Kerrie, Amanda, and Hannah

What’s the secret behind the success of The Greater Lowell Health Alliance?

The 3 visionary, determined women at the helm.

We couldn’t ask for better partners in caring for Lowell.

For Kerrie D’Entremont, Executive Director of the GLHA, every day is a new opportunity to say yes.

“That’s the excitement of what we do – we are extremely adaptive. Nothing is off the table.”

Amanda, Hannah, and Kerrie (left to right) of the GLHA show off their mask-free smiles pre-COVID.
Since 2006, when the GLHA was founded with financial support from Lowell General Hospital, the organization has brought together healthcare providers, business leaders, and community members with one common goal: improving the health of Greater Lowell.

Under Kerrie’s leadership, the organization has thrived by embracing partnership, community engagement, and an “upstream” way of thinking – treating the source vs. the symptoms.

“With the Alliance, it’s really about engaging with everyone,” Kerrie shares. “Being able to create change in our own community – it’s powerful.”

Kerrie may hail from the Berkshires, but she felt right at home from the moment she set foot on the Umass Lowell campus. From an early age, witnessing her father’s own medical struggles, she knew she wanted to work to build healthier communities.

An internship at the American Lung Association led her into policy work, and eventually positions leading tobacco control initiatives. Those roles revealed her knack for coalition building – and made her the perfect fit to take the helm of the GLHA 7 years ago.

Right off the bat, Kerrie took a systematic approach to understanding the needs in the community, and the organizations already working to meet those needs, including the Health Center.

“We have a very similar mission,” Kerrie says. “A lot of the work being done by the GLHA has been done with Lowell CHC right by our side.”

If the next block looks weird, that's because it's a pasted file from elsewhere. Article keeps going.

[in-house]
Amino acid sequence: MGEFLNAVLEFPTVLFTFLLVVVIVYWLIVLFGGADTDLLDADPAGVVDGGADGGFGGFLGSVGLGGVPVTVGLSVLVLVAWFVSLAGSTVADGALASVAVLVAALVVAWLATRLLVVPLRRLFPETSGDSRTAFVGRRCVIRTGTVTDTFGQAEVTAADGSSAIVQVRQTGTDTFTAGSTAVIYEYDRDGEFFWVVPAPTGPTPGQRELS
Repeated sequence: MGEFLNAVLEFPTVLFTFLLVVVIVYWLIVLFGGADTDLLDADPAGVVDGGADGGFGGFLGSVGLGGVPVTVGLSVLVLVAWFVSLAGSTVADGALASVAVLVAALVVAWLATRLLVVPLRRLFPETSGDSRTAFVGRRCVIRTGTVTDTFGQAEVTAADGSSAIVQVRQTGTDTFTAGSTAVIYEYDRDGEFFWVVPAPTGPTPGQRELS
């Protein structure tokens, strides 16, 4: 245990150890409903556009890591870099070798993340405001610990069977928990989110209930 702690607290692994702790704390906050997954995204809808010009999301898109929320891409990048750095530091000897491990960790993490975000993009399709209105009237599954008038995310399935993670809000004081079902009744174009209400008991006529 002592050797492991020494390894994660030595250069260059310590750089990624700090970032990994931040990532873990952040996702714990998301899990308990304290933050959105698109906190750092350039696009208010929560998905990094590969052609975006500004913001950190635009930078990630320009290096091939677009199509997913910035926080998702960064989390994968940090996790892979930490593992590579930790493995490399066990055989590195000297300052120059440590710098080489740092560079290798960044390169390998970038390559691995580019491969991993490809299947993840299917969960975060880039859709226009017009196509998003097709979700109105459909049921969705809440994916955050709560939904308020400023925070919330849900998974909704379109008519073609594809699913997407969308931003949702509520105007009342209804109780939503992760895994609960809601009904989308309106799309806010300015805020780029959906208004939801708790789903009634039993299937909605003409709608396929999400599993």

By addressing health needs that fall outside of the exam room – through programs like training for Community Health Workers and Medical Interpreters – the Health Center can put the Alliance’s “upstream” model into action.

“We’re constantly fine-tuning the community’s needs, and how to fulfill them,” adds Amanda Clermont, GLHA’s Community Engagement Coordinator.

“Partnering with the Health Center, we are able to see the direct impact of why we show up every day.”

Born and raised in Lowell, Amanda always imagined a career in journalism or public relations, working for a Boston ad agency. An internship at Lowell General Hospital changed all that. She eventually joined the Hospital’s Center for Community Health and Wellness and was hooked on the collaborative atmosphere.

“I love engaging with other people, working with groups. The relationships, outreach, making sure the messaging gets out.”

As Amanda’s community involvement grew and she began to better understand the GLHA’s role, she jumped at the chance to join the organization several years later.

Hannah Tello is the latest of the trio to join to the GLHA team – combining academics with activism. Growing up, Hannah was inspired by her parents, who were psychiatric nurses by day, protestors for social justice by night.

Looking for ways to combat systemic inequity, Hannah was drawn to teaching, but quickly realized there were so many more barriers her students faced. She went on to get additional degrees, including her PhD in Applied Psychology and Prevention Science.

Along the way, she worked at the Health Center for several years in TeenBLOCK, our free after-school youth development program.

“Public health is really hard to do without social justice,” Hannah says. “I consider the Health Center to be a crown jewel of both. I was really proud to work there every day.”

Now, as the Community Health Data Manager at the GLHA, she’s spearheading initiatives like the Greater Lowell Health Assessment, which led to CHIP (Community Health Improvement Plan), a roadmap for improving the long-term health of our City.

Together, the GLHA team is aligning data with determination to address some of our community’s biggest challenges. We couldn’t be prouder to have our employees serve on a number of tasks forces and recently, our very CEO Susan Levine was named Board Chair. Their partnership on the community roll-out of the COVID-19 vaccine has been invaluable.

“I can’t imagine how hard our work would be without the Health Center,” Hannah insists.

“It’s not just about health, it’s about meeting disparities, improving equity. All of that work is for naught unless we have a place like the Health Center to execute it.”